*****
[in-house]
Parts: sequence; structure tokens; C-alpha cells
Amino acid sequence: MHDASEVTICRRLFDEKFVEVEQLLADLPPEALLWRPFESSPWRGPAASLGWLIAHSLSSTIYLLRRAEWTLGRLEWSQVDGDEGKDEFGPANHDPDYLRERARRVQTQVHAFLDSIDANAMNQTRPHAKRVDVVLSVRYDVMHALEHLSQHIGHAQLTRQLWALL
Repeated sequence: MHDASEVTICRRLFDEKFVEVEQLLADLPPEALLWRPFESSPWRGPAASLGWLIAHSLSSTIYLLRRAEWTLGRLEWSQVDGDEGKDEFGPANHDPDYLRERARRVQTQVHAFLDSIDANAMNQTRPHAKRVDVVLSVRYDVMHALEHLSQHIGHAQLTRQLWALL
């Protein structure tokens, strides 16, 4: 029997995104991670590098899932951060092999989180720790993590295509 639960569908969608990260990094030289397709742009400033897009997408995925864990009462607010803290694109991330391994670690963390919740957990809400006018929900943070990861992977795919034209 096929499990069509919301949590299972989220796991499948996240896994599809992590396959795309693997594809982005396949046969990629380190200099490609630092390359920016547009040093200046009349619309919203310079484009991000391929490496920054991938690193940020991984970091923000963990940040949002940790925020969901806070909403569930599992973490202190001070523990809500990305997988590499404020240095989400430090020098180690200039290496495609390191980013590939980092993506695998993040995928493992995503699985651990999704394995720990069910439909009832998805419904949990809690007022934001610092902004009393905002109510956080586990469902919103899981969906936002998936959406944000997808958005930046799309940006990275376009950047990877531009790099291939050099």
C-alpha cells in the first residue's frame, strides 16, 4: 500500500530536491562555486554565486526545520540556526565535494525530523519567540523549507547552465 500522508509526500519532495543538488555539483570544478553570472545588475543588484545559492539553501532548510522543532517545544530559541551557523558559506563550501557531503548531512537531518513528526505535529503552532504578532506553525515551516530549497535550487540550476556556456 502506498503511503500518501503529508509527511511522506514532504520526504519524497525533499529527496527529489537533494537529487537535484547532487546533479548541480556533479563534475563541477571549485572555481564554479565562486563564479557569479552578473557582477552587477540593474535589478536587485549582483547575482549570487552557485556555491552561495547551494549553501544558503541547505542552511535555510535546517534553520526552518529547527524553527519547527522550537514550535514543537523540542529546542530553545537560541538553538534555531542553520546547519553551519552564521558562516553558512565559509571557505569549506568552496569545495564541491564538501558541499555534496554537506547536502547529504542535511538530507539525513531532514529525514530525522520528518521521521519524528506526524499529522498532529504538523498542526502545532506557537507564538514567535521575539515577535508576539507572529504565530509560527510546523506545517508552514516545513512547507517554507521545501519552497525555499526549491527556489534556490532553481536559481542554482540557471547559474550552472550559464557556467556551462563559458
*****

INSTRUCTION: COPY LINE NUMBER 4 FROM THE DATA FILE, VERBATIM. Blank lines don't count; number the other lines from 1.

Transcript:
Repeated sequence: MHDASEVTICRRLFDEKFVEVEQLLADLPPEALLWRPFESSPWRGPAASLGWLIAHSLSSTIYLLRRAEWTLGRLEWSQVDGDEGKDEFGPANHDPDYLRERARRVQTQVHAFLDSIDANAMNQTRPHAKRVDVVLSVRYDVMHALEHLSQHIGHAQLTRQLWALL